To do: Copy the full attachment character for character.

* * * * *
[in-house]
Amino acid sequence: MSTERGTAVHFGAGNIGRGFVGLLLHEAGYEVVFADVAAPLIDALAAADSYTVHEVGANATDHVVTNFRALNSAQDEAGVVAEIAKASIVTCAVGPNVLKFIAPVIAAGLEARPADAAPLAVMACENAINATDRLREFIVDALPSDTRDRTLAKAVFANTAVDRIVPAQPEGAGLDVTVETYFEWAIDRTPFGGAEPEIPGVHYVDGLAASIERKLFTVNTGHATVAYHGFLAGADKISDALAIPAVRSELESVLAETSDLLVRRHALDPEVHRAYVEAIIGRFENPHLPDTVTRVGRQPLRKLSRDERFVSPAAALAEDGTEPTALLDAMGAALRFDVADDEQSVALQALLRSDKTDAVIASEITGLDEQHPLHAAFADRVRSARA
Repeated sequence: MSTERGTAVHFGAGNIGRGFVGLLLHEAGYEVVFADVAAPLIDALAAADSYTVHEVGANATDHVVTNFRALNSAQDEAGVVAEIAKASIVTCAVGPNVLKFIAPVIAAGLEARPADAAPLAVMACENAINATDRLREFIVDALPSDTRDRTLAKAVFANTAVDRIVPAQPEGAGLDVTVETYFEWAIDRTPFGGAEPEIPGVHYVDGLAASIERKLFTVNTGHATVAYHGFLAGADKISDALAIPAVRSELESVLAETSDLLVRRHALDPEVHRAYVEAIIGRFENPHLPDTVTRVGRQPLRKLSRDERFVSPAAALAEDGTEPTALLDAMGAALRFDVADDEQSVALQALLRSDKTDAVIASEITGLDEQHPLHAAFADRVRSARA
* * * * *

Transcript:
[in-house]
Amino acid sequence: MSTERGTAVHFGAGNIGRGFVGLLLHEAGYEVVFADVAAPLIDALAAADSYTVHEVGANATDHVVTNFRALNSAQDEAGVVAEIAKASIVTCAVGPNVLKFIAPVIAAGLEARPADAAPLAVMACENAINATDRLREFIVDALPSDTRDRTLAKAVFANTAVDRIVPAQPEGAGLDVTVETYFEWAIDRTPFGGAEPEIPGVHYVDGLAASIERKLFTVNTGHATVAYHGFLAGADKISDALAIPAVRSELESVLAETSDLLVRRHALDPEVHRAYVEAIIGRFENPHLPDTVTRVGRQPLRKLSRDERFVSPAAALAEDGTEPTALLDAMGAALRFDVADDEQSVALQALLRSDKTDAVIASEITGLDEQHPLHAAFADRVRSARA
Repeated sequence: MSTERGTAVHFGAGNIGRGFVGLLLHEAGYEVVFADVAAPLIDALAAADSYTVHEVGANATDHVVTNFRALNSAQDEAGVVAEIAKASIVTCAVGPNVLKFIAPVIAAGLEARPADAAPLAVMACENAINATDRLREFIVDALPSDTRDRTLAKAVFANTAVDRIVPAQPEGAGLDVTVETYFEWAIDRTPFGGAEPEIPGVHYVDGLAASIERKLFTVNTGHATVAYHGFLAGADKISDALAIPAVRSELESVLAETSDLLVRRHALDPEVHRAYVEAIIGRFENPHLPDTVTRVGRQPLRKLSRDERFVSPAAALAEDGTEPTALLDAMGAALRFDVADDEQSVALQALLRSDKTDAVIASEITGLDEQHPLHAAFADRVRSARA